I saw him perform in the title role of Jesus Christ Superstar, he even gave me a thumbs up from the stage as he took his bow, so I thought I knew the story, but I only knew a part of it. The thing is about Steve he’s really not one to boast. I’ve heard snippets about who he has sung with and sung for, but this was the first time I had actually heard the story start to finish.
When you hear how people achieve success against the most astounding odds it really is hard not to believe that somethings are just destined to happen, fate?
Steve told us he grew up loving the rock vocal sound of people like Ian Gillan, Ozzy Osbourne. As a kid he remembered a teacher putting on the video of the film version of ‘Jesus Christ Superstar’ starring Ted Neeley as Jesus and distinctly feeling that he would meet him one day.
Although wanting to train as a graphic artist circumstances conspired to make him take up a place on the music course at Neath College. It was his teacher there Rhian Lloyd suggested he should start to sing songs from musicals as a way of impressing the girls. As ‘luck’ would have it the college decided to put on a student production of ‘Jesus Christ Superstar’ with Steve playing the title role. Two things stuck in Steve’s mind. As well as music, Neath College specialised in Rugby. He remembers looking out into the audience at those rugby hulks who had obviously been forced to attend by their girlfriends, and they were in tears. The other thing was at the end of the run he felt this wasn’t the last time he would play the role.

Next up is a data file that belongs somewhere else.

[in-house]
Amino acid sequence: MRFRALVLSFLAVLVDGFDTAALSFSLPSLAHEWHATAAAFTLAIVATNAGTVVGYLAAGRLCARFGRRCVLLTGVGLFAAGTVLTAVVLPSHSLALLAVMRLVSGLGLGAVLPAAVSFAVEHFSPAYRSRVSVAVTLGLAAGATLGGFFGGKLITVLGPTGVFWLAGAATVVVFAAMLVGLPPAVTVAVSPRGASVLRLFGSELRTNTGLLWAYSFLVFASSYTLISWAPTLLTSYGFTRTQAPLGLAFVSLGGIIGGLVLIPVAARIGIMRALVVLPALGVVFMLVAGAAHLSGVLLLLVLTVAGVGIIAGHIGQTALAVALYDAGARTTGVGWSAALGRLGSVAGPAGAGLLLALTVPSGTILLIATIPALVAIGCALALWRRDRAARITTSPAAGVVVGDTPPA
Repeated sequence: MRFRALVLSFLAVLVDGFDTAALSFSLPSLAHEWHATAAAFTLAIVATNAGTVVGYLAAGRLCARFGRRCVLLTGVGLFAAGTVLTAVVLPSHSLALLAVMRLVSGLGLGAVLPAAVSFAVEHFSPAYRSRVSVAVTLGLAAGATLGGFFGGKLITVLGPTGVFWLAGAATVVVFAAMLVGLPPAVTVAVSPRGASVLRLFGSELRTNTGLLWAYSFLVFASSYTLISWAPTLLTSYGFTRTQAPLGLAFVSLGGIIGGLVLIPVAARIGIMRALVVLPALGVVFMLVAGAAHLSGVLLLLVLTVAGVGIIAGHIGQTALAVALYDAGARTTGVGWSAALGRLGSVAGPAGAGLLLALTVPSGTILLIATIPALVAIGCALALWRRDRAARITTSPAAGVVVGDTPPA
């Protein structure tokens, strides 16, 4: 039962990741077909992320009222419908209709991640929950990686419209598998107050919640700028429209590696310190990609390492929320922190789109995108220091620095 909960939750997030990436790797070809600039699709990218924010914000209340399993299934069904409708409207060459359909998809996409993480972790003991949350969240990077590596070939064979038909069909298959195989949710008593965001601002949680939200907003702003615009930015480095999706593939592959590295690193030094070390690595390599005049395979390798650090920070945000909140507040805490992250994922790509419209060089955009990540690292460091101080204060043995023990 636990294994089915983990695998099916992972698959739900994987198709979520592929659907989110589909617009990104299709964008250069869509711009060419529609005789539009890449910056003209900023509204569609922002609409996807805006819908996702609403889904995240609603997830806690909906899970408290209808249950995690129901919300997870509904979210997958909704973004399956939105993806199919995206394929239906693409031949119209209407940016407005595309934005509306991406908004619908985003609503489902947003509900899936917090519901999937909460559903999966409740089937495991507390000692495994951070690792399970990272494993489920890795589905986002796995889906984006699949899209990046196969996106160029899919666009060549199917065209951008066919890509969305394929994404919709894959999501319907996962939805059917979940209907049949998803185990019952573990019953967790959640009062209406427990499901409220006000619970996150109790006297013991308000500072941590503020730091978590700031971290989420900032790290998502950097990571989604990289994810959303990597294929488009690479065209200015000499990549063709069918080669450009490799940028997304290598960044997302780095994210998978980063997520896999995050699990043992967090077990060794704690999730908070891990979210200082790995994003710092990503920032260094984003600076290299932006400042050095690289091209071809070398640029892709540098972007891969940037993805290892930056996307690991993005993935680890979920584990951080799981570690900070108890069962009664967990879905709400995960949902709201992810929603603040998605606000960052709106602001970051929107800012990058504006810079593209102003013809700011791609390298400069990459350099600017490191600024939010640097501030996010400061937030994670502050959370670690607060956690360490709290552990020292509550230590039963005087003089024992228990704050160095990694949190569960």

Once again it was Rhian who spotted an advert in ‘The Stage’ for open auditions for a new touring production of ‘Les Miserable’. After a late night gig with his band at the Coach House in Swansea’s Wind Street he hopped on the early train to London to be first in the queue. Walking onto an empty stage he handed his music to the piano player.
The director and production team were out there in the darkness. Someone asked him what he was going to sing. As Steve explains the cardinal sin for an audition for a specific musical is to sing one of the big songs from that show. He didn’t know so performed ‘Bring Him Home’. The director then asked him did he have anything else. Steve had brought the music written out by Rhian of Gethsemane from Superstar. If ever there was a song written for a voice this was it.